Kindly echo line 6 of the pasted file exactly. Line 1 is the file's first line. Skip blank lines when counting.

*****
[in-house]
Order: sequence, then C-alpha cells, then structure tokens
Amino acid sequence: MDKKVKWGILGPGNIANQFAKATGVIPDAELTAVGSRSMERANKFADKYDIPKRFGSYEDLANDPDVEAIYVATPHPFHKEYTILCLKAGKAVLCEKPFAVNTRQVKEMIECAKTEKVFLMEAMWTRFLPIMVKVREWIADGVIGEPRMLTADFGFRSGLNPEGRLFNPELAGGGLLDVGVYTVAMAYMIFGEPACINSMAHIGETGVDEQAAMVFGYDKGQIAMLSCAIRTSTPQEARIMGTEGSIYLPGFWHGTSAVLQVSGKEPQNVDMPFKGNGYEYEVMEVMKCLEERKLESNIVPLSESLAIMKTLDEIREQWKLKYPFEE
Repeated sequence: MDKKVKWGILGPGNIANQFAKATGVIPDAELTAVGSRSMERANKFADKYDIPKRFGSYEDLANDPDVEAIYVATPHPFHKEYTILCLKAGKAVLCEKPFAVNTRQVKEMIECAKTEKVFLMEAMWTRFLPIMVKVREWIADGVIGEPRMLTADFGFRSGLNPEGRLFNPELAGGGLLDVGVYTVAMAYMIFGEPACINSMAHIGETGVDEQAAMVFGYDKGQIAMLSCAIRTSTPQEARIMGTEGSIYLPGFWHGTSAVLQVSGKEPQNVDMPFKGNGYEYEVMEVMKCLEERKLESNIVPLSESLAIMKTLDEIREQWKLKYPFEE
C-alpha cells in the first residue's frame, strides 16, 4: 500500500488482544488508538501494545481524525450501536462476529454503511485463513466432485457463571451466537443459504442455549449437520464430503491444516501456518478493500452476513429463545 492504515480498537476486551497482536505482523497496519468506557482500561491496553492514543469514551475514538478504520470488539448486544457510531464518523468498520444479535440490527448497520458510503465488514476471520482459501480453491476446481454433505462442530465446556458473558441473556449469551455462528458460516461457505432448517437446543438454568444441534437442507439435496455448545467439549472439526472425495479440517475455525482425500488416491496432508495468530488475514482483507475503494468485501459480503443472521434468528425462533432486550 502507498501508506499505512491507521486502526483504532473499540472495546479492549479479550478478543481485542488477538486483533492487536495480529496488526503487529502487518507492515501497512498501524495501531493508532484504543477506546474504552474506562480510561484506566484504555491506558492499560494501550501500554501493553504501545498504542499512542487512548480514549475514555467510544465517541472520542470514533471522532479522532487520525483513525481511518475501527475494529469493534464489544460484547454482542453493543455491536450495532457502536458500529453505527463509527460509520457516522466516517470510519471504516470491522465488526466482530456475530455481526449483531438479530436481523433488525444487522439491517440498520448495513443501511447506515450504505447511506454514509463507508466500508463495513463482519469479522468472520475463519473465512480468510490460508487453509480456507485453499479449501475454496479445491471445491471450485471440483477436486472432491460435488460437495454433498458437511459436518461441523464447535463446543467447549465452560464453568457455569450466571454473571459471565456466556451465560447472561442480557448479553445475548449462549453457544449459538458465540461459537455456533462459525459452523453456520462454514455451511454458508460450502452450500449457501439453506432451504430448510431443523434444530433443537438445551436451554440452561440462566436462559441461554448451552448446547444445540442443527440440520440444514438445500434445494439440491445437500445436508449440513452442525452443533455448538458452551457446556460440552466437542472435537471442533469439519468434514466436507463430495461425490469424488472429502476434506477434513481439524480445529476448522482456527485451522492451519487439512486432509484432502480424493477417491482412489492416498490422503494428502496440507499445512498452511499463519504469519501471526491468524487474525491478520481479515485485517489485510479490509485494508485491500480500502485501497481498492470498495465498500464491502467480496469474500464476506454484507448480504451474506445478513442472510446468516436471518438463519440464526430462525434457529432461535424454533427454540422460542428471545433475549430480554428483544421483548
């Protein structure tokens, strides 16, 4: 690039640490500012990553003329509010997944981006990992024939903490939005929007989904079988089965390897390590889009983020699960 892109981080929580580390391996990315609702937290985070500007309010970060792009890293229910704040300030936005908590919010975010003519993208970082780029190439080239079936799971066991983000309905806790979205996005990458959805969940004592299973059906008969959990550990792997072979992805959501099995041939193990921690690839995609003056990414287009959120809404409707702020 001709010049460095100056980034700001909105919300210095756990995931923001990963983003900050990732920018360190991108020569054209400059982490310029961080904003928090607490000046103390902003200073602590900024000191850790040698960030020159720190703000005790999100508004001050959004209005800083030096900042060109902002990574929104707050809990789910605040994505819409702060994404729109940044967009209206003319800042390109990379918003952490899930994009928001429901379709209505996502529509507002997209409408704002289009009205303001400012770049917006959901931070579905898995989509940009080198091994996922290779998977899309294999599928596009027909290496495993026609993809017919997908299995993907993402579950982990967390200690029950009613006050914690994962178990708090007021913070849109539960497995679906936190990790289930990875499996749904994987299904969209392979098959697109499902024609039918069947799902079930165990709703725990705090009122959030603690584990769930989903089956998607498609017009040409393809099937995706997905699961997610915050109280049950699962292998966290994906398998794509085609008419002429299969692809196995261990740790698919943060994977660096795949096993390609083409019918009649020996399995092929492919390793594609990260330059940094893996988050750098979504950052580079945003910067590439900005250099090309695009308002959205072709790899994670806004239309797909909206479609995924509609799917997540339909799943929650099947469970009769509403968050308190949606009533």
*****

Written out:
């Protein structure tokens, strides 16, 4: 690039640490500012990553003329509010997944981006990992024939903490939005929007989904079988089965390897390590889009983020699960 892109981080929580580390391996990315609702937290985070500007309010970060792009890293229910704040300030936005908590919010975010003519993208970082780029190439080239079936799971066991983000309905806790979205996005990458959805969940004592299973059906008969959990550990792997072979992805959501099995041939193990921690690839995609003056990414287009959120809404409707702020 001709010049460095100056980034700001909105919300210095756990995931923001990963983003900050990732920018360190991108020569054209400059982490310029961080904003928090607490000046103390902003200073602590900024000191850790040698960030020159720190703000005790999100508004001050959004209005800083030096900042060109902002990574929104707050809990789910605040994505819409702060994404729109940044967009209206003319800042390109990379918003952490899930994009928001429901379709209505996502529509507002997209409408704002289009009205303001400012770049917006959901931070579905898995989509940009080198091994996922290779998977899309294999599928596009027909290496495993026609993809017919997908299995993907993402579950982990967390200690029950009613006050914690994962178990708090007021913070849109539960497995679906936190990790289930990875499996749904994987299904969209392979098959697109499902024609039918069947799902079930165990709703725990705090009122959030603690584990769930989903089956998607498609017009040409393809099937995706997905699961997610915050109280049950699962292998966290994906398998794509085609008419002429299969692809196995261990740790698919943060994977660096795949096993390609083409019918009649020996399995092929492919390793594609990260330059940094893996988050750098979504950052580079945003910067590439900005250099090309695009308002959205072709790899994670806004239309797909909206479609995924509609799917997540339909799943929650099947469970009769509403968050308190949606009533």